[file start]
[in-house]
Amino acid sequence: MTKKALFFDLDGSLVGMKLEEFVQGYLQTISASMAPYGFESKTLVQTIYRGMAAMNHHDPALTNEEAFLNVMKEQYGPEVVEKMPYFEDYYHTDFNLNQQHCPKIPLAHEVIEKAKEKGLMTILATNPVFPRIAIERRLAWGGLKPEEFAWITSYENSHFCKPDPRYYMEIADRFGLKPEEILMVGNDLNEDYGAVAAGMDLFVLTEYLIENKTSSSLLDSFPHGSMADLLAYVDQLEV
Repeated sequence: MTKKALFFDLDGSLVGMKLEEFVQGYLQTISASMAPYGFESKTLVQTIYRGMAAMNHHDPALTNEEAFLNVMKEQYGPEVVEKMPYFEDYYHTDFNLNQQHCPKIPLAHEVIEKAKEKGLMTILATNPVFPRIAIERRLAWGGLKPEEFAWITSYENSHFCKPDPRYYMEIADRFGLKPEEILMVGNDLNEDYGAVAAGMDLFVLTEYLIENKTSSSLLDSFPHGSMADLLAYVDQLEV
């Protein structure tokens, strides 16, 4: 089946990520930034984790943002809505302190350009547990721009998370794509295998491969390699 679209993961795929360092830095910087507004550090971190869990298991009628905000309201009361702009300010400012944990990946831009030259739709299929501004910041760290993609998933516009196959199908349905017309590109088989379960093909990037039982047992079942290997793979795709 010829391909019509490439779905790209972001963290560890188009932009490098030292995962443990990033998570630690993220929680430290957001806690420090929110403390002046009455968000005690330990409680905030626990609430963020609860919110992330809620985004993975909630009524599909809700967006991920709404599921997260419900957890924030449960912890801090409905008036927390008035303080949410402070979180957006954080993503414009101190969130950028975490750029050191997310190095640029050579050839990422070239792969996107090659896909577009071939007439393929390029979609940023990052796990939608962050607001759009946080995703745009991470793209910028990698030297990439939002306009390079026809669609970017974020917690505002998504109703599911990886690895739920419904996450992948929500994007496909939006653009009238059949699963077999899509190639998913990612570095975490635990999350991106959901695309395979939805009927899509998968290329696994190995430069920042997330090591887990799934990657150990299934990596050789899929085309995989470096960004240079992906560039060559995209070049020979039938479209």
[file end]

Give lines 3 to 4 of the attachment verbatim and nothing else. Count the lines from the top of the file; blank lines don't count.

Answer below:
Repeated sequence: MTKKALFFDLDGSLVGMKLEEFVQGYLQTISASMAPYGFESKTLVQTIYRGMAAMNHHDPALTNEEAFLNVMKEQYGPEVVEKMPYFEDYYHTDFNLNQQHCPKIPLAHEVIEKAKEKGLMTILATNPVFPRIAIERRLAWGGLKPEEFAWITSYENSHFCKPDPRYYMEIADRFGLKPEEILMVGNDLNEDYGAVAAGMDLFVLTEYLIENKTSSSLLDSFPHGSMADLLAYVDQLEV
């Protein structure tokens, strides 16, 4: 089946990520930034984790943002809505302190350009547990721009998370794509295998491969390699 679209993961795929360092830095910087507004550090971190869990298991009628905000309201009361702009300010400012944990990946831009030259739709299929501004910041760290993609998933516009196959199908349905017309590109088989379960093909990037039982047992079942290997793979795709 010829391909019509490439779905790209972001963290560890188009932009490098030292995962443990990033998570630690993220929680430290957001806690420090929110403390002046009455968000005690330990409680905030626990609430963020609860919110992330809620985004993975909630009524599909809700967006991920709404599921997260419900957890924030449960912890801090409905008036927390008035303080949410402070979180957006954080993503414009101190969130950028975490750029050191997310190095640029050579050839990422070239792969996107090659896909577009071939007439393929390029979609940023990052796990939608962050607001759009946080995703745009991470793209910028990698030297990439939002306009390079026809669609970017974020917690505002998504109703599911990886690895739920419904996450992948929500994007496909939006653009009238059949699963077999899509190639998913990612570095975490635990999350991106959901695309395979939805009927899509998968290329696994190995430069920042997330090591887990799934990657150990299934990596050789899929085309995989470096960004240079992906560039060559995209070049020979039938479209």